Unless you’re in a cultural elitist bubble like myself, cinema must be pretty boring. Very few of the films on our list were met with dump trucks full of cash, but let their inclusion serve as a reminder that the mainstream does reward intelligence. There’s a lot of good shit on our own screens at home. People want something different — they’re just not required to get it themselves. So it goes. Luckily, some studios continue to be as reliable as record labels — the A24s and Drafthouses offered dazzling singular experiences that didn’t waste their meager budgets. Amazon could offer you auteurs after you order kitty litter and Ecto Cooler. Even as budgets shrank, the best films of the year knew how to play, often in ways that were flat-out absurd. Be it a nudist awakening and a set of teeth in Toni Erdmann or delusions of an introvert’s lost life scored by farts in Swiss Army Man, the worlds presented were just as unfair as our own. But they were also, in a way, strangely optimistic in how to deal. As though lit up by what was at stake, filmmakers stopped taking it for granted, and the reliable auteurs — Villeneuve, Verhoeven, Refn — brought their A-game. As the mainstream order remained largely conservative and derivative, chaos and confusion prospered. The old guard fought the new wave. In this context, the world was unarguably better for it.
One film that didn’t make the cut, Jake Paltrow and Noah Baumbach’s ode De Palma, reminds viewers how vastly different cinema has become in the latter half of its century-long existence. It takes an outsider, for sure, but we learned this year that the approach of the social outsider doesn’t need to be one of nihilism and terror. As you’ll see in our top 5, the notion that the marginalized can prosper, even in the smallest of triumphs, took our collective breath away. Respect was dealt and earned. Hell, even if your nerdy ass never dug jocks, Everybody Wants Some!! made it possible for at least two hours. Women of the year, through different centuries and some of the nasty persuasion, grabbed back. Companionship was found in the most bizarre and wonderful ways. Even if our personal or political narratives didn’t succeed the same way, we could still be fired up; we know plenty of radical-leaning people inspired by something as half-baked as Rogue One. We’ll take what we can get. –SNACKS KYBURZ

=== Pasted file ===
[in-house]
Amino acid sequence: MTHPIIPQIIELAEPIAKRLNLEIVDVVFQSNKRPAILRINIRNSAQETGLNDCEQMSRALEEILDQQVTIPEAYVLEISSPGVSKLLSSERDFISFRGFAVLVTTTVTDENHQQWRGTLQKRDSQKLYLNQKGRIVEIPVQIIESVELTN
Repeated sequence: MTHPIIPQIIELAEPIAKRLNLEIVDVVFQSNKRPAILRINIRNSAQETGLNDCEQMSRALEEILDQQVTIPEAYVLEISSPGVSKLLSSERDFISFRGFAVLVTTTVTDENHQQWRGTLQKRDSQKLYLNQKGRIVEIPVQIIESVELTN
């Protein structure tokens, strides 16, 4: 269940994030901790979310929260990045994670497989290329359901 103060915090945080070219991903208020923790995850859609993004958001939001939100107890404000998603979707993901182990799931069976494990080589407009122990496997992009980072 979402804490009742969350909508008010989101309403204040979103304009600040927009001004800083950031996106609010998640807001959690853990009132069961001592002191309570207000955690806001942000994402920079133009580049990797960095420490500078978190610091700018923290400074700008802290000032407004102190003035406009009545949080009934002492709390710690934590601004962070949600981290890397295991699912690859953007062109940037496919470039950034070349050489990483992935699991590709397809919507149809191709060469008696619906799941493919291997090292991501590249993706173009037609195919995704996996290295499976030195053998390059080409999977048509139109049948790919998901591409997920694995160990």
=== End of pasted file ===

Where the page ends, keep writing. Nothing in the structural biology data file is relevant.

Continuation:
When people talk about what a terrible year 2016 has been, they could be referring to any number of things, from virus scares to the death of beloved celebrities to whatever the fuck happened on November 8. What they can’t mean is the movies, though. Only those who spent all their money on the biggest Hollywood product could really complain about the cinema of 2016 (and even then, they’d have some pretty good Marvel movies and a solid Star Wars spin-off to fall back on). As usual, there was no grand unifying element linking all of the year’s finest films, but there were some shared themes and motifs: grief, and coping with it; strained family bonds; the responsibility (and burden) of religious faith; and, of course, cars. More than a few of the year’s best films also took time to highlight the details of normal life, tethering their drama, comedy, or delirious fantasy to something mundanely relatable. Mathematically ranked by our six regular reviewers, who each filed an annotated ballot, the 20 films below all have at least one thing in common: They made 2016 a little easier to bear, either by offering an escape from its nightmares or helping make sense of them.
Movies that I genuinely think are masterpieces. Movies that really got me into movies. Movies I loved as a young'un.
Sorted by: Highest average rating on Letterboxd.
Stanley Kubrick , David Fincher
Andrei Tarkovsky , Quentin Tarantino , Peter Jackson, Spike Jonze , Edgar Wright , Christopher Nolan
Martin Scorsese , Billy Wilder , Park Chan-wook , Charlie Chaplin , Roman Polanski , Terry Gilliam , Francis Ford Coppola , Danny Boyle , Darren Aronofsky , Steven Spielberg , Lars von Trier , Damien Chazelle, Stephen Chow, Brad Bird
Movies per decade :
1930s - 2
1940s - 1
1950s - 3
1960s - 6
1970s - 10
1980s - 5
1990s - 15
2000s - 33
2010s - 16
The Greatest of All Time
2001: A Space Odyssey